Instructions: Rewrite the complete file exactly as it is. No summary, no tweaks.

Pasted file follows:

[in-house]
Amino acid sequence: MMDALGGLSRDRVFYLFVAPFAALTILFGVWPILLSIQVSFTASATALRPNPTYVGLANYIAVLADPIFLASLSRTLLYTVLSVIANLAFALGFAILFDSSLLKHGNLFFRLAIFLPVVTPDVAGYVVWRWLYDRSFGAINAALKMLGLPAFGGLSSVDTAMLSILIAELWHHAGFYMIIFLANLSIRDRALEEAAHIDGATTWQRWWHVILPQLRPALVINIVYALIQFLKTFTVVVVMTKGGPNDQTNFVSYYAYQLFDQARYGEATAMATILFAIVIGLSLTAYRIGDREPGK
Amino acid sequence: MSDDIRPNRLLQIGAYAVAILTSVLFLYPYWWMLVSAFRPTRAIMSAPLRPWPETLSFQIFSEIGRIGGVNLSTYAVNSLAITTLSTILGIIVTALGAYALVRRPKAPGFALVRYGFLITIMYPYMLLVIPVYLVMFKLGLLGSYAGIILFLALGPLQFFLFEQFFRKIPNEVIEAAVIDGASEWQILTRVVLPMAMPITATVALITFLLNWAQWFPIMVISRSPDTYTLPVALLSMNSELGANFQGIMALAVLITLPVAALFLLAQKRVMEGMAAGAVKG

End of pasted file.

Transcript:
[in-house]
Amino acid sequence: MMDALGGLSRDRVFYLFVAPFAALTILFGVWPILLSIQVSFTASATALRPNPTYVGLANYIAVLADPIFLASLSRTLLYTVLSVIANLAFALGFAILFDSSLLKHGNLFFRLAIFLPVVTPDVAGYVVWRWLYDRSFGAINAALKMLGLPAFGGLSSVDTAMLSILIAELWHHAGFYMIIFLANLSIRDRALEEAAHIDGATTWQRWWHVILPQLRPALVINIVYALIQFLKTFTVVVVMTKGGPNDQTNFVSYYAYQLFDQARYGEATAMATILFAIVIGLSLTAYRIGDREPGK
Amino acid sequence: MSDDIRPNRLLQIGAYAVAILTSVLFLYPYWWMLVSAFRPTRAIMSAPLRPWPETLSFQIFSEIGRIGGVNLSTYAVNSLAITTLSTILGIIVTALGAYALVRRPKAPGFALVRYGFLITIMYPYMLLVIPVYLVMFKLGLLGSYAGIILFLALGPLQFFLFEQFFRKIPNEVIEAAVIDGASEWQILTRVVLPMAMPITATVALITFLLNWAQWFPIMVISRSPDTYTLPVALLSMNSELGANFQGIMALAVLITLPVAALFLLAQKRVMEGMAAGAVKG